A great sushi chef hangs up his knife, but a better one persists

February 29, 2012 • 9:23 am

According to today’s New York Times, the famous sushi chef Kazunori Nowaza is retiring at age 66.  He plied his trade at a restaurant called Sushi Nozawa in Studio City, California, which closes today.

When I was younger the thought of raw fish made me gag, but somehow I’ve grown to love it over the years. It’s an acquired, adult taste, like beer or hot dogs with mustard (in many places in Chicago they won’t even let you put ketchup on your dog).

But let’s investigate another sushi restaurant, perhaps the world’s most famous one. It’s a small, ten-seat restaurant located underground at a Tokyo subway stop, and is called called Sukiyayabashi Jiro.  The owner, Jiro Ono, is 85, and is still at it.

Jiro was called the “best sushi chef in the world” by Anthony Bourdain, and his hole-in-the-wall has three Michelin stars. Here’s Bourdain’s visit as shown on his show No Reservations:

$300 a pop, and the meal is short, but I’d love to go!

They’ve just released a documentary about the owner called “Jiro Dreams of Sushi,” and it’s supposed to be pretty good.  Here’s part of a review at the Hollywood Reporter:

Shooting mostly in the 10-seater basement restaurant Sukiyayabashi Jiro (whose menu starts at around $300 minimum) in Ginza, the feature itself is largely squashed inside the chef’s small, meticulously routine world. Interviews with Jiro, his sons, his apprentices and food critics concur on his perfectionist attitude — not surprising if one is familiar with Japanese reverence for “shokunin” (artisan’s) dedicated work ethic.

Still, the lengths Jiro takes to maintain and improve his standards — from never taking a day off except to go to funerals, to massaging an octopus for 50 minutes, to customizing plate layout for left-handed customers — have their amusement value. Conversations with his sons Yoshikazu and Takashi elicit sympathy for the pressure one would expect they’re under to sustain the restaurant’s reputation in the long term. The most touching anecdote comes from an apprentice’s account of how he wept when Jiro finally gave his approval to his egg dish after rejecting the previous 200 he made.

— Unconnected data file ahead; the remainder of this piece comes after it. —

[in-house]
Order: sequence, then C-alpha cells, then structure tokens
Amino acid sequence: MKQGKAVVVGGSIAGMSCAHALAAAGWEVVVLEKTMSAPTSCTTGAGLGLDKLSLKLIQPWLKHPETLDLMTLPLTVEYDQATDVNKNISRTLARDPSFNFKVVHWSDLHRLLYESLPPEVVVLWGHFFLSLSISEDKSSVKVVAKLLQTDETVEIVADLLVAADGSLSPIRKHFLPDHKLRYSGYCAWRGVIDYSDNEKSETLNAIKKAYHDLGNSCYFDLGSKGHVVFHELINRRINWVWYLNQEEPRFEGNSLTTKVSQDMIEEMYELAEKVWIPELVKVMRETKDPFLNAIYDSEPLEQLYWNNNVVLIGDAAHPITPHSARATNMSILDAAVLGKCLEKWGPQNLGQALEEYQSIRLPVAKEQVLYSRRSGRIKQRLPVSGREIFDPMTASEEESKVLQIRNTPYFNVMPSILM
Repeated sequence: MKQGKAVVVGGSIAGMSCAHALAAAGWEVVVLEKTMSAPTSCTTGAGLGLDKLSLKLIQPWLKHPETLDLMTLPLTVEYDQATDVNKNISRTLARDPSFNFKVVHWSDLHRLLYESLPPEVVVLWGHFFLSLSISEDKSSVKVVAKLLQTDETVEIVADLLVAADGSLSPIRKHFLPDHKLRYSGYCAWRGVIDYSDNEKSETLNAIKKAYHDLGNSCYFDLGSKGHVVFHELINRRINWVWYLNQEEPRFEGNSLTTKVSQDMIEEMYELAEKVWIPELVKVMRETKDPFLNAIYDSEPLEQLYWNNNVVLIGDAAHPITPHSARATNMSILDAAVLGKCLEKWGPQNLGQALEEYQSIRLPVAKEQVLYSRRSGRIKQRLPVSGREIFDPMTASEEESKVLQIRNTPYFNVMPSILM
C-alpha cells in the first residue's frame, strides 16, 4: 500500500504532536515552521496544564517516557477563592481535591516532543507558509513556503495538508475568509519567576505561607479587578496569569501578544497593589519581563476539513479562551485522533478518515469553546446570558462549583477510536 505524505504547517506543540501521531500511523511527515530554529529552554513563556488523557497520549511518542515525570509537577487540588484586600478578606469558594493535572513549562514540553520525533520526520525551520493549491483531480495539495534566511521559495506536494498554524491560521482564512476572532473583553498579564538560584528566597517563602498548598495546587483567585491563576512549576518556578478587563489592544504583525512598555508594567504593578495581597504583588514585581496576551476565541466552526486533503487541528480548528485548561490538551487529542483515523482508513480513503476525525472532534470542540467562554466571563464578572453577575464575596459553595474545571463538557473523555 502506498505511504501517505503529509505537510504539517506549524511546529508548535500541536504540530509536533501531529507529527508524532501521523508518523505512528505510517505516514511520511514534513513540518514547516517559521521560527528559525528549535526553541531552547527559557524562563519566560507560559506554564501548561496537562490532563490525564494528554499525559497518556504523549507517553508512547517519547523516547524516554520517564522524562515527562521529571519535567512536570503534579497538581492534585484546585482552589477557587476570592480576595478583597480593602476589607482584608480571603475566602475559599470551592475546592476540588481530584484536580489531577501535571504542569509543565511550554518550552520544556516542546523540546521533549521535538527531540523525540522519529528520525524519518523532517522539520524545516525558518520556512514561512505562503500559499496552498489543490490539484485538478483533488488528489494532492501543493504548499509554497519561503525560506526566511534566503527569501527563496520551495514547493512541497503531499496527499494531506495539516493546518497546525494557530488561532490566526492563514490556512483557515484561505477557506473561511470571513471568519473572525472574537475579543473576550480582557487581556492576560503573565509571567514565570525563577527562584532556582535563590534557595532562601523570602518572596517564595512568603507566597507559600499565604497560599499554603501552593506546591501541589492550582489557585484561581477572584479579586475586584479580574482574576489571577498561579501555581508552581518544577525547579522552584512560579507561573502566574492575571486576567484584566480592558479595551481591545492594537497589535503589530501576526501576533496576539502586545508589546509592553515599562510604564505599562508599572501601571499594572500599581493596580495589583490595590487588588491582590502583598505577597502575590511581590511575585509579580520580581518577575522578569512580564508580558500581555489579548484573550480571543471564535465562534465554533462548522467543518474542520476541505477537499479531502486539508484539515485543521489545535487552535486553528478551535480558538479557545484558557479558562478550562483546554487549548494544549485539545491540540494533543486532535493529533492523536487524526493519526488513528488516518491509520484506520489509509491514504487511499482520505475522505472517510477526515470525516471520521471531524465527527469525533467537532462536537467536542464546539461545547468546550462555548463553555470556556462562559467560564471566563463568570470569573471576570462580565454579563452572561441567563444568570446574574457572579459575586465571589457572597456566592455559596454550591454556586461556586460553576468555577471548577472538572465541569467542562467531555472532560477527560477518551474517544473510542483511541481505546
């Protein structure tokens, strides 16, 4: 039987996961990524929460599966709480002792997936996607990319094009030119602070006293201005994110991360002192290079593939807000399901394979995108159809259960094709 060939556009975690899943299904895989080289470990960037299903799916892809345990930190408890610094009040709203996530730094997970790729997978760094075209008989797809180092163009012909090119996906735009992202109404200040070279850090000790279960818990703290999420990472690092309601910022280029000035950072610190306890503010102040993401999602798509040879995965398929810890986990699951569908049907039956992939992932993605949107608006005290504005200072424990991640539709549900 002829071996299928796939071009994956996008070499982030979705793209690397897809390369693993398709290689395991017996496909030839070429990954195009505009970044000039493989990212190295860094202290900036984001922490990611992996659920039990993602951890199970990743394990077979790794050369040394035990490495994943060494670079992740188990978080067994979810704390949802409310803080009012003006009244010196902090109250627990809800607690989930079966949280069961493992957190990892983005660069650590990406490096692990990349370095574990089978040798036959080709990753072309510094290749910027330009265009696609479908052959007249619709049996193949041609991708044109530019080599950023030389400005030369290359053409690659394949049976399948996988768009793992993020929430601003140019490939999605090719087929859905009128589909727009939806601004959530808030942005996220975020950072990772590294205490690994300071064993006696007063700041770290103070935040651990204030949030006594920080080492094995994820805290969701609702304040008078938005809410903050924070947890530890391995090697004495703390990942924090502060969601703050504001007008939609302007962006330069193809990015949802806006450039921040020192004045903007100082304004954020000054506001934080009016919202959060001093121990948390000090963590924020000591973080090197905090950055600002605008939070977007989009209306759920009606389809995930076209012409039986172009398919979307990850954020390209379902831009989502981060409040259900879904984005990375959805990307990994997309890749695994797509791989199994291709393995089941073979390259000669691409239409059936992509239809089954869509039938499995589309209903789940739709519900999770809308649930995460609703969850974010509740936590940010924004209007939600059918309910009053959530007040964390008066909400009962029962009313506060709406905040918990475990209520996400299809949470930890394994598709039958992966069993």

And here’s the trailer:

Finally, there’s a report of a foodie’s visit (with luscious photos) from the website A Life Worth Eating. A few morsels from the website:

The chef, Jiro Ono

44 thoughts on “A great sushi chef hangs up his knife, but a better one persists

  1. $300 a pop, and the meal is short, but I’d love to go!

    Yeah, and if you run into me, don’t hesitate to scalp your reservation. Of all the things for which people are willing to pay top dollar, the best sushi in the world is the one I would go for.

  2. No mustard on Chicago hot dogs? Yellow mustard is one of the standard condiments on the canonical Chicago-style hot dog. What’s excluded from a Chicago dog is ketchup. I’ve never seen a place that includes ketchup by default, and I’ve read that some won’t even give it to you if you ask. Ketchup is the no-go condiment in Chicago.

  3. I remember that episode of Anthony Bourdain, mostly because I felt vindicated that eating sushi with your fingers (and without any soy, wasabi, or gari) is proper.

    1. It may be proper to eat sushi plain, but *nothing* compliments sushi better than a soy/wasabi mix. And with fingers? Have fun… I’ll stick with my chopsticks.

      Besides… what the hell is “proper”? Why do we have to have “proper” ways to eat food? What’s up with that? Seems rather ethnocentric if you ask me… :p

      Side note…